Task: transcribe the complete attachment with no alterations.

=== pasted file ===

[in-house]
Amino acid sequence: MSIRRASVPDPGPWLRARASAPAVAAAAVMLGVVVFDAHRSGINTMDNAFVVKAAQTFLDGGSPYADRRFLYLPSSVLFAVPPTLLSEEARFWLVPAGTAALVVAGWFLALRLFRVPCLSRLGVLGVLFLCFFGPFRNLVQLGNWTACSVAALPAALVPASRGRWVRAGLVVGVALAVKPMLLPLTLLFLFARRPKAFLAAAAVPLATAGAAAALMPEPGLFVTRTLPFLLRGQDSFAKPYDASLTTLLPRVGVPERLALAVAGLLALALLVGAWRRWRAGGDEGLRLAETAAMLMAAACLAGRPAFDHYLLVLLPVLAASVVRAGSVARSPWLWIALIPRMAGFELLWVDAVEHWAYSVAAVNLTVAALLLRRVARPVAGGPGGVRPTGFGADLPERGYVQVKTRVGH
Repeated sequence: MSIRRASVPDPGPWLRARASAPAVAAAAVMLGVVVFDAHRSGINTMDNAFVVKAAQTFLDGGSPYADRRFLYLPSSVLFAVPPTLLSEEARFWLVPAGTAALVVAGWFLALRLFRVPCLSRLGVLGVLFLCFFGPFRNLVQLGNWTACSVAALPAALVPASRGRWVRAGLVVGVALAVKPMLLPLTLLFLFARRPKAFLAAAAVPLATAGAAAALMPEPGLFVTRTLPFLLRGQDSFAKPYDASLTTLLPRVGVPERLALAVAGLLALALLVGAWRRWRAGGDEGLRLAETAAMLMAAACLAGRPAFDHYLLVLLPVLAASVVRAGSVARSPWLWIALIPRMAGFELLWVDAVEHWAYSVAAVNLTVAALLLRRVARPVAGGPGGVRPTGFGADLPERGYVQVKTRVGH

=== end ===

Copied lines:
[in-house]
Amino acid sequence: MSIRRASVPDPGPWLRARASAPAVAAAAVMLGVVVFDAHRSGINTMDNAFVVKAAQTFLDGGSPYADRRFLYLPSSVLFAVPPTLLSEEARFWLVPAGTAALVVAGWFLALRLFRVPCLSRLGVLGVLFLCFFGPFRNLVQLGNWTACSVAALPAALVPASRGRWVRAGLVVGVALAVKPMLLPLTLLFLFARRPKAFLAAAAVPLATAGAAAALMPEPGLFVTRTLPFLLRGQDSFAKPYDASLTTLLPRVGVPERLALAVAGLLALALLVGAWRRWRAGGDEGLRLAETAAMLMAAACLAGRPAFDHYLLVLLPVLAASVVRAGSVARSPWLWIALIPRMAGFELLWVDAVEHWAYSVAAVNLTVAALLLRRVARPVAGGPGGVRPTGFGADLPERGYVQVKTRVGH
Repeated sequence: MSIRRASVPDPGPWLRARASAPAVAAAAVMLGVVVFDAHRSGINTMDNAFVVKAAQTFLDGGSPYADRRFLYLPSSVLFAVPPTLLSEEARFWLVPAGTAALVVAGWFLALRLFRVPCLSRLGVLGVLFLCFFGPFRNLVQLGNWTACSVAALPAALVPASRGRWVRAGLVVGVALAVKPMLLPLTLLFLFARRPKAFLAAAAVPLATAGAAAALMPEPGLFVTRTLPFLLRGQDSFAKPYDASLTTLLPRVGVPERLALAVAGLLALALLVGAWRRWRAGGDEGLRLAETAAMLMAAACLAGRPAFDHYLLVLLPVLAASVVRAGSVARSPWLWIALIPRMAGFELLWVDAVEHWAYSVAAVNLTVAALLLRRVARPVAGGPGGVRPTGFGADLPERGYVQVKTRVGH